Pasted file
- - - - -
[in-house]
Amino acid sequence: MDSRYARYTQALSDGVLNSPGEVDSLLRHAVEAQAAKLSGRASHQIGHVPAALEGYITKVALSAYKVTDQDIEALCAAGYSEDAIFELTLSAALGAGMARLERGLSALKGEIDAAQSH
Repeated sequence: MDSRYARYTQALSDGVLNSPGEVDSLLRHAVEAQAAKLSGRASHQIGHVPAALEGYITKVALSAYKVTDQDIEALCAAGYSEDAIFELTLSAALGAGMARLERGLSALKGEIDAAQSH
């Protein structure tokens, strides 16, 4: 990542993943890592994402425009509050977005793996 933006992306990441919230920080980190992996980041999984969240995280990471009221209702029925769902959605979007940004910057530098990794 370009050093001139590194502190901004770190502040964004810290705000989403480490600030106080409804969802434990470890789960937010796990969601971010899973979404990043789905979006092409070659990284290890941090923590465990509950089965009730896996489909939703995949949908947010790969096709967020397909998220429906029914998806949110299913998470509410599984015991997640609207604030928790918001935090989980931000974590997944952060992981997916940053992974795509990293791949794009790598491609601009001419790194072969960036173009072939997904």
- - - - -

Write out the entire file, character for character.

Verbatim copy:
[in-house]
Amino acid sequence: MDSRYARYTQALSDGVLNSPGEVDSLLRHAVEAQAAKLSGRASHQIGHVPAALEGYITKVALSAYKVTDQDIEALCAAGYSEDAIFELTLSAALGAGMARLERGLSALKGEIDAAQSH
Repeated sequence: MDSRYARYTQALSDGVLNSPGEVDSLLRHAVEAQAAKLSGRASHQIGHVPAALEGYITKVALSAYKVTDQDIEALCAAGYSEDAIFELTLSAALGAGMARLERGLSALKGEIDAAQSH
């Protein structure tokens, strides 16, 4: 990542993943890592994402425009509050977005793996 933006992306990441919230920080980190992996980041999984969240995280990471009221209702029925769902959605979007940004910057530098990794 370009050093001139590194502190901004770190502040964004810290705000989403480490600030106080409804969802434990470890789960937010796990969601971010899973979404990043789905979006092409070659990284290890941090923590465990509950089965009730896996489909939703995949949908947010790969096709967020397909998220429906029914998806949110299913998470509410599984015991997640609207604030928790918001935090989980931000974590997944952060992981997916940053992974795509990293791949794009790598491609601009001419790194072969960036173009072939997904």